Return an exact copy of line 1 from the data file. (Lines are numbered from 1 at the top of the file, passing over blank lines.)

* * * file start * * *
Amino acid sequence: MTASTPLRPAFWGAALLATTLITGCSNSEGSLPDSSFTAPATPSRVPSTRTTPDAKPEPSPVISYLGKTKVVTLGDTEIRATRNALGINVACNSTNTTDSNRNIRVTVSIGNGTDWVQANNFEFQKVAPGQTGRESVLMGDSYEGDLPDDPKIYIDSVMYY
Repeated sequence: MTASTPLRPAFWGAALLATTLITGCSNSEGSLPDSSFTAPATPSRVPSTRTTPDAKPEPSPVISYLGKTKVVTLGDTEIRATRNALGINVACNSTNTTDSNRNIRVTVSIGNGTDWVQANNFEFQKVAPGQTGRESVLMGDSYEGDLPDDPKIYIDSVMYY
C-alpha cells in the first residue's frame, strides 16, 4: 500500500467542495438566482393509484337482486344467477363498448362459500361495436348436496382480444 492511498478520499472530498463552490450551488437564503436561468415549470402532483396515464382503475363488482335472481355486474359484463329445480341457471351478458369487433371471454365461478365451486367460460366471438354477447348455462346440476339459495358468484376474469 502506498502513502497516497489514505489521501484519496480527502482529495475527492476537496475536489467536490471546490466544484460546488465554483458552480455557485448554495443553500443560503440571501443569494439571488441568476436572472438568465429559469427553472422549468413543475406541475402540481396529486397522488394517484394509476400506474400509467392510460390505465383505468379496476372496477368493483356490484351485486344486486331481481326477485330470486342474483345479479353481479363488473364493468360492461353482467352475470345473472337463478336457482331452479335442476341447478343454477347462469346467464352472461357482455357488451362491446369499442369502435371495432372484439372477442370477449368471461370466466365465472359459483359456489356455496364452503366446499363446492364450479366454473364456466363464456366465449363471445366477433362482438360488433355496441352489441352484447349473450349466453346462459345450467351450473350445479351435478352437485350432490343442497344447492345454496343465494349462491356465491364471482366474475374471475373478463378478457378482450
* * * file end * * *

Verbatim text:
Amino acid sequence: MTASTPLRPAFWGAALLATTLITGCSNSEGSLPDSSFTAPATPSRVPSTRTTPDAKPEPSPVISYLGKTKVVTLGDTEIRATRNALGINVACNSTNTTDSNRNIRVTVSIGNGTDWVQANNFEFQKVAPGQTGRESVLMGDSYEGDLPDDPKIYIDSVMYY